Sunday, December 7, 2014

Beginning at the End


Advent  1 +B + 2014              30, November                 Fr  Robert R.M. Bagwell+

Isaiah 64:1-9                                                                                                        Psalm 80:1-7, 16-18 

1 Corinthians 1:3-9                                                                                                      Mark 13:24-37

 There was an 85 year old man who was out fishing one day when he heard a voice: "pick me up".  He looked around and didn't see anyone but then he heard the voice again: "pick me up".  He looked down at his feet and there sat a frog.  The frog said: "pick me up and kiss me and I'll become a beautiful bride."  He picked the frog up and put it I his pocket.  "Hey said the frog, I told you to pick me up and kiss me and I'll become a beautiful bride."  The man said "no thanks, at my age, I think I'd rather have a talkin' frog."

 The unexpected:  this life we live is full of unexpected things.  Some we expect but fail to materialize, others we do not expect and they come upon us "un-expectedly." We enter sacred time this morning into an expected yet still unexpected season of God's prophetic Kalendar we call "advent" a word that means "coming."  When one of our friends is about to arrive for dinner, we don't say "Julie's advent will be in about an hour." "The kids will 'adventing' home from school soon." No, Advent is a momentous coming, one with great pomp and significance. Advent is about coming, it is not about leaving.  It is about deliverance, it is not about fleeing away in fear. It is more like 'the doctor is coming" when a woman is unexpectedly giving birth.  This pregnancy we remember is the new birth of the human soul; the one we anticipate is looking for the renewal of Creation. God comes in the dark places.  Darkness is passive.  Light is active.  Advent is in many ways a dark place.  The days are shorter.  The temperature is colder.  it is in the dark places that we really grow.  We are blessed and grow in the dark and difficult places. A seed cannot germinate in the light but in the dark place, the soil.  The seed is not buried, it's planted.  It is the cultivated plant we admire, not the seed.  We are no different.  We live in the darkness of what the "hail Mary" calls 'this valley of tears.'  So it has been with the people of God from the beginning to this very moment.  The Hebrews lived through the dark places that God might bring them into the light. It is the difficult times that we grow.  The dark places will make you or break you.  But Paul wrote: "For God, who said, “'Let light shine out of darkness' made his light shine in our hearts to give us the light of the knowledge of God’s glory displayed in the face of Christ."  (I Cor 4:6)  Advent looks toward glory!  The glory that we experience now in Jesus and the glory to come in Second Coming the redemption of the world.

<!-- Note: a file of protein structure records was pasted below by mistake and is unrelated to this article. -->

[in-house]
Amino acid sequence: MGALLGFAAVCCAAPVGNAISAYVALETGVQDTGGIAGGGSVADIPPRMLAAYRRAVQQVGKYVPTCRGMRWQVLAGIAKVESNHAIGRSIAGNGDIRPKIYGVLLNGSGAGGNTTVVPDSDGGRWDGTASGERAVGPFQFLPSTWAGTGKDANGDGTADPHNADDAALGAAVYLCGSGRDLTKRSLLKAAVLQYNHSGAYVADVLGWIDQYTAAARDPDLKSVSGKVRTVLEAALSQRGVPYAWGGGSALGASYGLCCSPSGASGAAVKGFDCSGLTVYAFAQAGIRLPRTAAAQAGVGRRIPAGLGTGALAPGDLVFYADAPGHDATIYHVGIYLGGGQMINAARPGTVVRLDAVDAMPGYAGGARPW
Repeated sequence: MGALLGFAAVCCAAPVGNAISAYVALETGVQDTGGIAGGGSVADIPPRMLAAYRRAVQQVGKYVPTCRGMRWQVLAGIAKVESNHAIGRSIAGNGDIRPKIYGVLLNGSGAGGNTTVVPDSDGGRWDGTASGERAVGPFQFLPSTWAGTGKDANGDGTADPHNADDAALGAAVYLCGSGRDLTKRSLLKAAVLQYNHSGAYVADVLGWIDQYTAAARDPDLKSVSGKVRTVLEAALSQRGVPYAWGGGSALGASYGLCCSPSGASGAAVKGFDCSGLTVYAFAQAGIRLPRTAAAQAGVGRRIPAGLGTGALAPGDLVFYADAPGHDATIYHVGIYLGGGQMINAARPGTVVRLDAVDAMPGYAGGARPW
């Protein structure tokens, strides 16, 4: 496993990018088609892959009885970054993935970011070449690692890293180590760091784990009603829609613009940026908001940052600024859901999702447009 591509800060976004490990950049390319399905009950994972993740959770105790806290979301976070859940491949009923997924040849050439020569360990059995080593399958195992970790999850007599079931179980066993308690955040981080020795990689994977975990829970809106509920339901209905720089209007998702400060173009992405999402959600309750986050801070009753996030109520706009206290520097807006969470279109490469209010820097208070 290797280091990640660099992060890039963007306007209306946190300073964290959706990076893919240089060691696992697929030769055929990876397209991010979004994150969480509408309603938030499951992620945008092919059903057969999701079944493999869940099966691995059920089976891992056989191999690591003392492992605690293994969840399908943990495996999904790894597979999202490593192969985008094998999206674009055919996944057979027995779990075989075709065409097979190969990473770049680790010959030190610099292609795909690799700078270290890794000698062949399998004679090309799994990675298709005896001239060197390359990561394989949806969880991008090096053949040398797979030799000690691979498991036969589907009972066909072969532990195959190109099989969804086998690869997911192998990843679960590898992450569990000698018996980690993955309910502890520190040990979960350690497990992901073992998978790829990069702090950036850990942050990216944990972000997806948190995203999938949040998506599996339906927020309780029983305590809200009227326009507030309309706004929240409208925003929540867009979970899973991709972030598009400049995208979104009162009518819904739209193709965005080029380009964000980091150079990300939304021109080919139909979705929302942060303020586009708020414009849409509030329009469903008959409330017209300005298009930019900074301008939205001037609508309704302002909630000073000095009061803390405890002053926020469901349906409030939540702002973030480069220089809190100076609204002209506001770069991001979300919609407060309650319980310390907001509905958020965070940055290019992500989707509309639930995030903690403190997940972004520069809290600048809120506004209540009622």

Advent is an odd season as the world and secular culture around us counts it.. It isn’t culturally accessible. It  doesn’t lend itself to retail. There are no made-for-TV movies telling heartwarming stories about the great and terrible day of the Lord. The secular world ignores it in favor of an "already Christmas." It is an unsettled season that holds in tension the now and the not yet, longing and hope, judgment and redemption. This is clear in the readings for the First Sunday in Advent.


Advent is about waiting.   I always like to emphasize our Jewish forbearers in the faith during Advent.  They were a people who kept the  hope for a Messiah alive for centuries, thousands of years always waiting with anticipation for the day.   They lived in a time where reality could be harsh.  Food and drink depended on the weather.  The attacks of nearby hostile nations a measured possibility.  They longed for a day of peace and security when God's Messiah would judge the nations and preside over a government of which there would be no end.   Advent is replete with symbolism.  Symbolism in our Tradition draws everything together: meaning and corporal witness to something greater than itself.  A reminder. For Anglicans, especially Anglo-Catholics, this is obvious.  For this prelude to the commemoration of the One who came as Emmanuel, God with us, it is a giant One Way sign to glory.   Our own culture is full of signs that attempt to draw us to something greater than ourselves, but most of these are shallow substitutes.  "You deserve a break today", "The world’s networking company," "The ultimate driving machine," "The quicker picker-upper," The king of beers", "The antidote for civilization"," Hertz puts you in the driver’s seat" and " The few, the proud, the Marines."  Great promises, but like politicians, the hype often exceeds the outcome.  Advent is more honest.  It says: "you'll get out of it what you put into it."  it is a mini-version of the everyday walk of the committed follower of Jesus Christ.